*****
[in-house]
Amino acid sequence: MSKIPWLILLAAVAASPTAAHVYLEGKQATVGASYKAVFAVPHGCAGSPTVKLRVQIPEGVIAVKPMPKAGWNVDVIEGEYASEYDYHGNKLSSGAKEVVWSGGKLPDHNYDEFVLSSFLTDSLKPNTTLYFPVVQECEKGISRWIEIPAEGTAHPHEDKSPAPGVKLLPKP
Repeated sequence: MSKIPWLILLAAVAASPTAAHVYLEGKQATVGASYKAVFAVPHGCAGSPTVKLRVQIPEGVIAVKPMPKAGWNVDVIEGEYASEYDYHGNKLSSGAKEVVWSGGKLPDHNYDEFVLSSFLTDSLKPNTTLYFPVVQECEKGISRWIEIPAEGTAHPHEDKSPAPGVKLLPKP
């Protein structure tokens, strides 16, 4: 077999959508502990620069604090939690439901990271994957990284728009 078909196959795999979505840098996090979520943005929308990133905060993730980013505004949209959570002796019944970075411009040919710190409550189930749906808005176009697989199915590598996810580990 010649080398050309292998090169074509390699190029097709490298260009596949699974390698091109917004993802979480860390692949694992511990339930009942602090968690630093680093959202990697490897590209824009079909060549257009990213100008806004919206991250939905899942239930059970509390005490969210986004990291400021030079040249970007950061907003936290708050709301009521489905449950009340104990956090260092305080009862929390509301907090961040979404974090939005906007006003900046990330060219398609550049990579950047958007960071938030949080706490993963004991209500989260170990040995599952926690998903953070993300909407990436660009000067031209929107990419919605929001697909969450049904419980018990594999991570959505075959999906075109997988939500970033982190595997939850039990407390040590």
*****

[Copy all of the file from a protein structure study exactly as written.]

[in-house]
Amino acid sequence: MSKIPWLILLAAVAASPTAAHVYLEGKQATVGASYKAVFAVPHGCAGSPTVKLRVQIPEGVIAVKPMPKAGWNVDVIEGEYASEYDYHGNKLSSGAKEVVWSGGKLPDHNYDEFVLSSFLTDSLKPNTTLYFPVVQECEKGISRWIEIPAEGTAHPHEDKSPAPGVKLLPKP
Repeated sequence: MSKIPWLILLAAVAASPTAAHVYLEGKQATVGASYKAVFAVPHGCAGSPTVKLRVQIPEGVIAVKPMPKAGWNVDVIEGEYASEYDYHGNKLSSGAKEVVWSGGKLPDHNYDEFVLSSFLTDSLKPNTTLYFPVVQECEKGISRWIEIPAEGTAHPHEDKSPAPGVKLLPKP
């Protein structure tokens, strides 16, 4: 077999959508502990620069604090939690439901990271994957990284728009 078909196959795999979505840098996090979520943005929308990133905060993730980013505004949209959570002796019944970075411009040919710190409550189930749906808005176009697989199915590598996810580990 010649080398050309292998090169074509390699190029097709490298260009596949699974390698091109917004993802979480860390692949694992511990339930009942602090968690630093680093959202990697490897590209824009079909060549257009990213100008806004919206991250939905899942239930059970509390005490969210986004990291400021030079040249970007950061907003936290708050709301009521489905449950009340104990956090260092305080009862929390509301907090961040979404974090939005906007006003900046990330060219398609550049990579950047958007960071938030949080706490993963004991209500989260170990040995599952926690998903953070993300909407990436660009000067031209929107990419919605929001697909969450049904419980018990594999991570959505075959999906075109997988939500970033982190595997939850039990407390040590």